It’s frustrating that this is not a better picture. It was taken in a hurried moment, more as a means to tell the subject’s story that to take a good picture. I met Colin in Brighton this morning. He approached me and commented on my camera and proceeded to try and engage me in conversation. I could tell he was homeless and to be honest this lack of any immediate request put me a little on edge. There were several other clearly homeless men congregating and I couldn’t help but notice that one of them had clearly been in some sort of scuffle.
I walked along the front and he walked with me; we chatted and part of his story came out. He was homeless because his mother had died in january from cancer and he’d been evicted from the house as his name was not on the tenancy agreement. Whatever the rights or wrongs or legal rights of that situation, housing, or rather the utter shitfest of a situation this country has got itself into with housing, is one of my hot buttons. We’ve played fast and loose with housing over the last 30 years. The baby boomers and quite a few of my generation (Generation X), have happily sat on property as if it were a cash point, either by virtue of remortgaging our own homes to buy nice cars (and cameras obviously) or by taking advantage of the massive subsidies available to landlords on mortgage interest deduction.We've blithely looked on as an entire generation has been disenfranchised from the most fundamental human need there is - shelter.
So Colin got my attention. In the end though I had to confess to him that I didn’t have any money on me (I really hadn’t) and that I was sorry I couldn’t help him. I’m not naive enough to believe everything I am told as a possible ‘sob story’ but what he said next convinced me that whatever else he had told that was or was not the truth, this thing was the most sincere statement I was going to hear all day.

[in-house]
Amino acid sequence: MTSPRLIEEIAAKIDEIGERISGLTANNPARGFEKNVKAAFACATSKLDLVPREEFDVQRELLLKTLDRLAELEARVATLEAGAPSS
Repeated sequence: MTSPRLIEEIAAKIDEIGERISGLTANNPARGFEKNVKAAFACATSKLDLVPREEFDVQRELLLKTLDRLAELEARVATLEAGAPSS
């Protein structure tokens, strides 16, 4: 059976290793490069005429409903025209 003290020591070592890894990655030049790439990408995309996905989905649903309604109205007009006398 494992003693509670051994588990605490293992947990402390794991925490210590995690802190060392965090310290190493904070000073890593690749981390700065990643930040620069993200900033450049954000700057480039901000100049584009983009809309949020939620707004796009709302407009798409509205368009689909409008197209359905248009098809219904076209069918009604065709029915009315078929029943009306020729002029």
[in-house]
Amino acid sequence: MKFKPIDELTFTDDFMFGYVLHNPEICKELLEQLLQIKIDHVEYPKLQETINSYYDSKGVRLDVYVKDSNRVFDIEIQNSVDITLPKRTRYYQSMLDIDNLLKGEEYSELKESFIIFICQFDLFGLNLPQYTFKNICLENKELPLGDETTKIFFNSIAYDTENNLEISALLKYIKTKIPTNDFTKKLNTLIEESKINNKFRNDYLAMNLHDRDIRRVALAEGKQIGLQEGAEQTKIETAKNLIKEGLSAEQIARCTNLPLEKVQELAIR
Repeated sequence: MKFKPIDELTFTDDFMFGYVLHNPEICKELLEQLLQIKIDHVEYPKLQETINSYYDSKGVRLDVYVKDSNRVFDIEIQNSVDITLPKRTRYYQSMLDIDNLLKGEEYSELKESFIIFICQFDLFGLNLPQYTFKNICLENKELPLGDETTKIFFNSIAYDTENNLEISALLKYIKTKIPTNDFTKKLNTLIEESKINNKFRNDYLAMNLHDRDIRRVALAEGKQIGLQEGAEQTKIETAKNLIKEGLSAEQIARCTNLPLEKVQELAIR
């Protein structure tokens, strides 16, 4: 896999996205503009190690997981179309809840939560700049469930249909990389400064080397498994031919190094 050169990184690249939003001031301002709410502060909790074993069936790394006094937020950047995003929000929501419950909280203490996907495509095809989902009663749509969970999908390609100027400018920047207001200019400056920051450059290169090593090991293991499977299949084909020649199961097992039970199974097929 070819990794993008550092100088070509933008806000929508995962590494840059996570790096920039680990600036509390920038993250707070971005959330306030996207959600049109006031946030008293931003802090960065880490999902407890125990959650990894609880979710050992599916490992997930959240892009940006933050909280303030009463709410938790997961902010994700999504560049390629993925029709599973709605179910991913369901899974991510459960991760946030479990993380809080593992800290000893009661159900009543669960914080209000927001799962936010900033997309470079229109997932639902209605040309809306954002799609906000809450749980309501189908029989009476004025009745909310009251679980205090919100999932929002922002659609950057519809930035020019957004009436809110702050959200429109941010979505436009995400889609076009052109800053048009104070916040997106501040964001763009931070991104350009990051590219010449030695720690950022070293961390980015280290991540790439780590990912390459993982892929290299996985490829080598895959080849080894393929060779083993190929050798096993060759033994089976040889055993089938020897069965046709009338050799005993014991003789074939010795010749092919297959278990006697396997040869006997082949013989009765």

‘It’s OK, you’ve talked to me, you’ve acknowledged that I’m a human being. That means more than money’.
He had me at that. I told him that I would be having coffee at this particular place at 8am and that if he would meet me there, I would buy him breakfast. He duly showed up, with a friend and I happily made good on the offer. It was over a bacon roll that he told me how he’d come to fall into quite such a dependent state in the first place (the reason he had been forced to move in with his mum). At one point he had been a successful electrical engineer, selling and fitting solar panels for a reputable company and making well above the national average income. Then one day, about five years ago, his wife (Sarah) and his son (Luke, who was nine), were killed in a car accident. A lorry that was being driven by someone well over their duty hours, crossed the central reservation, tipped over and crushed the car that his wife and child were travelling in. They were both killed instantly.
He hasn’t coped with this. He fell into all kinds of problems but was lucky enough to be caught by his mother and taken in before he fell onto the streets. But then she also died.
I don’t know how much of this is true. I’ve tried to verify the story as he also told me that the lorry driver went to prison for the accident. I have his surname (Marriott) but since the events he spoke of happened five years ago It’s going to be very difficult to find any references. There have been many similar stories since then.
I don’t think it matters. This man sat in front of me and relayed this story and was in tears whilst he did so. He told me he struggles most with not committing suicide (and he is a prime candidate; suicide is the single biggest killer of men under 50 and he fits the profile worryingly well). My one morsel of comfort is that the new Labour MP for Brighton has taken his case up and is accompanying him to a meeting with the council next week to get him a home. I hope this happens. I will try to keep in touch with Colin and will update here when I do.